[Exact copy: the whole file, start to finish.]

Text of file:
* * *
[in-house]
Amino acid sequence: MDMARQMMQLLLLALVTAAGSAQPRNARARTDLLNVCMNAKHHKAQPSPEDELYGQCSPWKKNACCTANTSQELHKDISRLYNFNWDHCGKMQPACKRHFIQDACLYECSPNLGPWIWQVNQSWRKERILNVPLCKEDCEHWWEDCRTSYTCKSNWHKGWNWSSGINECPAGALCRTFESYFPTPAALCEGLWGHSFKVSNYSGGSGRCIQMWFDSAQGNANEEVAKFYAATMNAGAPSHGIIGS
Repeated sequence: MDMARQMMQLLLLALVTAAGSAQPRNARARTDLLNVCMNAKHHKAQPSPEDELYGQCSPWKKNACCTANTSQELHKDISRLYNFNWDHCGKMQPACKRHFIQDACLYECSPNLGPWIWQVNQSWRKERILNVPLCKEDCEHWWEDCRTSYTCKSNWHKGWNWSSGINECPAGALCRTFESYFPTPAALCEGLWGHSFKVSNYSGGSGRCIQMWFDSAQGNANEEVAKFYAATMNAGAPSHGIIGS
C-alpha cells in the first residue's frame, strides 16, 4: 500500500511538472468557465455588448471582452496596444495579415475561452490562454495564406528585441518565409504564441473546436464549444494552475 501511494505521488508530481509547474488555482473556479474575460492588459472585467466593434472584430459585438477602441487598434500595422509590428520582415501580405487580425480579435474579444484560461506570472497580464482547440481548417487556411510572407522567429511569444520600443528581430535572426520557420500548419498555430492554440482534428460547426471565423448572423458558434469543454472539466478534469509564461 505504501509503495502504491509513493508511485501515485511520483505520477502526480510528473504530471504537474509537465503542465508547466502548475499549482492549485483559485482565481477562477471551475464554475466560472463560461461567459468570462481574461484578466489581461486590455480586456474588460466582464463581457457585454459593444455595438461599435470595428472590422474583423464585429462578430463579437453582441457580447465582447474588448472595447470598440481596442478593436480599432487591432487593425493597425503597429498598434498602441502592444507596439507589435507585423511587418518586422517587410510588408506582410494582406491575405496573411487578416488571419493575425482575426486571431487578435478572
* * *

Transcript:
[in-house]
Amino acid sequence: MDMARQMMQLLLLALVTAAGSAQPRNARARTDLLNVCMNAKHHKAQPSPEDELYGQCSPWKKNACCTANTSQELHKDISRLYNFNWDHCGKMQPACKRHFIQDACLYECSPNLGPWIWQVNQSWRKERILNVPLCKEDCEHWWEDCRTSYTCKSNWHKGWNWSSGINECPAGALCRTFESYFPTPAALCEGLWGHSFKVSNYSGGSGRCIQMWFDSAQGNANEEVAKFYAATMNAGAPSHGIIGS
Repeated sequence: MDMARQMMQLLLLALVTAAGSAQPRNARARTDLLNVCMNAKHHKAQPSPEDELYGQCSPWKKNACCTANTSQELHKDISRLYNFNWDHCGKMQPACKRHFIQDACLYECSPNLGPWIWQVNQSWRKERILNVPLCKEDCEHWWEDCRTSYTCKSNWHKGWNWSSGINECPAGALCRTFESYFPTPAALCEGLWGHSFKVSNYSGGSGRCIQMWFDSAQGNANEEVAKFYAATMNAGAPSHGIIGS
C-alpha cells in the first residue's frame, strides 16, 4: 500500500511538472468557465455588448471582452496596444495579415475561452490562454495564406528585441518565409504564441473546436464549444494552475 501511494505521488508530481509547474488555482473556479474575460492588459472585467466593434472584430459585438477602441487598434500595422509590428520582415501580405487580425480579435474579444484560461506570472497580464482547440481548417487556411510572407522567429511569444520600443528581430535572426520557420500548419498555430492554440482534428460547426471565423448572423458558434469543454472539466478534469509564461 505504501509503495502504491509513493508511485501515485511520483505520477502526480510528473504530471504537474509537465503542465508547466502548475499549482492549485483559485482565481477562477471551475464554475466560472463560461461567459468570462481574461484578466489581461486590455480586456474588460466582464463581457457585454459593444455595438461599435470595428472590422474583423464585429462578430463579437453582441457580447465582447474588448472595447470598440481596442478593436480599432487591432487593425493597425503597429498598434498602441502592444507596439507589435507585423511587418518586422517587410510588408506582410494582406491575405496573411487578416488571419493575425482575426486571431487578435478572